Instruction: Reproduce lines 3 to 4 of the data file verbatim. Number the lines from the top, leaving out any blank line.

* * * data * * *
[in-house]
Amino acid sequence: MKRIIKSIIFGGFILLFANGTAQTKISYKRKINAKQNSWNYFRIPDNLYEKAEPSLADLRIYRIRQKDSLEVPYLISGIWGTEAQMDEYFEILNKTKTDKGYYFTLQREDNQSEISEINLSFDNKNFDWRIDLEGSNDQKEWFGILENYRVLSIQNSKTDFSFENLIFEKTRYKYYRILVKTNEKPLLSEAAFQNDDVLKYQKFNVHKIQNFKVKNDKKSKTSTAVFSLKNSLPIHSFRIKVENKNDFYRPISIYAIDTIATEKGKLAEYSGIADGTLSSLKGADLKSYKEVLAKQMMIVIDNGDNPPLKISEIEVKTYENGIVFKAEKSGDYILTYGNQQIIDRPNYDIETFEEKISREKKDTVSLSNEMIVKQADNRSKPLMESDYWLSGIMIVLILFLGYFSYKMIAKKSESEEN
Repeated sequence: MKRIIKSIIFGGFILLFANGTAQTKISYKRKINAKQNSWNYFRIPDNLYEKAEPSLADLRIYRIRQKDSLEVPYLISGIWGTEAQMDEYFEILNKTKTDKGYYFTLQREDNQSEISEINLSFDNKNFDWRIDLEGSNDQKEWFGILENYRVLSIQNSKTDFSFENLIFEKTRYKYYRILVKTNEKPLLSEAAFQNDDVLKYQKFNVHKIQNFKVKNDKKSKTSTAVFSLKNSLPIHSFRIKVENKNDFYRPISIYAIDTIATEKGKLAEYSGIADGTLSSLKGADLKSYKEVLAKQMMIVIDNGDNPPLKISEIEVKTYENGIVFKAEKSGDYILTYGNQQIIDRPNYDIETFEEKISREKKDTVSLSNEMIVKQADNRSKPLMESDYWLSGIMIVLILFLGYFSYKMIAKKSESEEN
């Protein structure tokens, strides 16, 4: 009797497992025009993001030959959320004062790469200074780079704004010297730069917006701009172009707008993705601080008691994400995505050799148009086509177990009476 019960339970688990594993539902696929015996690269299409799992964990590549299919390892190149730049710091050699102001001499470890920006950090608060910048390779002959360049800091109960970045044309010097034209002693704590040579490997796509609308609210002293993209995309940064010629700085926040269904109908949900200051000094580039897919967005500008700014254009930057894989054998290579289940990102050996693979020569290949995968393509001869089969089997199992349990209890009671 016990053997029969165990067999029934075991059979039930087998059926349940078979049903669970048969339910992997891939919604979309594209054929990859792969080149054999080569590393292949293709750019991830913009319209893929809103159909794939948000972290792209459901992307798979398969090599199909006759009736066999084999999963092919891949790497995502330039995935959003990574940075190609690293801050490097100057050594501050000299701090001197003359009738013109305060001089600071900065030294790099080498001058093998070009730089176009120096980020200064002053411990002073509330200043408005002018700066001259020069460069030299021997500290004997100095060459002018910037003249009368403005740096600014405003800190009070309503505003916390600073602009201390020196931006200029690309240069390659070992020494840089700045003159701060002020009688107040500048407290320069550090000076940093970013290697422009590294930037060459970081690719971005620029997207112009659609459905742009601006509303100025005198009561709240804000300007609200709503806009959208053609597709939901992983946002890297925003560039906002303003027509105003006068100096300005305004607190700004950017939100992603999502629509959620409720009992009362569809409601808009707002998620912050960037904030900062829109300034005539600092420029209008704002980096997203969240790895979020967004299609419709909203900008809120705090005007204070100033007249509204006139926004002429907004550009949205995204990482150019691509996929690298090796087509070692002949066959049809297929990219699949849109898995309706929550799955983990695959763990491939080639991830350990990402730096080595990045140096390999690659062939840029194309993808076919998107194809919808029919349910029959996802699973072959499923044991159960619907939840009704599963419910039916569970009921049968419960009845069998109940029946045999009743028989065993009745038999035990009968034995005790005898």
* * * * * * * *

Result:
Repeated sequence: MKRIIKSIIFGGFILLFANGTAQTKISYKRKINAKQNSWNYFRIPDNLYEKAEPSLADLRIYRIRQKDSLEVPYLISGIWGTEAQMDEYFEILNKTKTDKGYYFTLQREDNQSEISEINLSFDNKNFDWRIDLEGSNDQKEWFGILENYRVLSIQNSKTDFSFENLIFEKTRYKYYRILVKTNEKPLLSEAAFQNDDVLKYQKFNVHKIQNFKVKNDKKSKTSTAVFSLKNSLPIHSFRIKVENKNDFYRPISIYAIDTIATEKGKLAEYSGIADGTLSSLKGADLKSYKEVLAKQMMIVIDNGDNPPLKISEIEVKTYENGIVFKAEKSGDYILTYGNQQIIDRPNYDIETFEEKISREKKDTVSLSNEMIVKQADNRSKPLMESDYWLSGIMIVLILFLGYFSYKMIAKKSESEEN
């Protein structure tokens, strides 16, 4: 009797497992025009993001030959959320004062790469200074780079704004010297730069917006701009172009707008993705601080008691994400995505050799148009086509177990009476 019960339970688990594993539902696929015996690269299409799992964990590549299919390892190149730049710091050699102001001499470890920006950090608060910048390779002959360049800091109960970045044309010097034209002693704590040579490997796509609308609210002293993209995309940064010629700085926040269904109908949900200051000094580039897919967005500008700014254009930057894989054998290579289940990102050996693979020569290949995968393509001869089969089997199992349990209890009671 016990053997029969165990067999029934075991059979039930087998059926349940078979049903669970048969339910992997891939919604979309594209054929990859792969080149054999080569590393292949293709750019991830913009319209893929809103159909794939948000972290792209459901992307798979398969090599199909006759009736066999084999999963092919891949790497995502330039995935959003990574940075190609690293801050490097100057050594501050000299701090001197003359009738013109305060001089600071900065030294790099080498001058093998070009730089176009120096980020200064002053411990002073509330200043408005002018700066001259020069460069030299021997500290004997100095060459002018910037003249009368403005740096600014405003800190009070309503505003916390600073602009201390020196931006200029690309240069390659070992020494840089700045003159701060002020009688107040500048407290320069550090000076940093970013290697422009590294930037060459970081690719971005620029997207112009659609459905742009601006509303100025005198009561709240804000300007609200709503806009959208053609597709939901992983946002890297925003560039906002303003027509105003006068100096300005305004607190700004950017939100992603999502629509959620409720009992009362569809409601808009707002998620912050960037904030900062829109300034005539600092420029209008704002980096997203969240790895979020967004299609419709909203900008809120705090005007204070100033007249509204006139926004002429907004550009949205995204990482150019691509996929690298090796087509070692002949066959049809297929990219699949849109898995309706929550799955983990695959763990491939080639991830350990990402730096080595990045140096390999690659062939840029194309993808076919998107194809919808029919349910029959996802699973072959499923044991159960619907939840009704599963419910039916569970009921049968419960009845069998109940029946045999009743028989065993009745038999035990009968034995005790005898």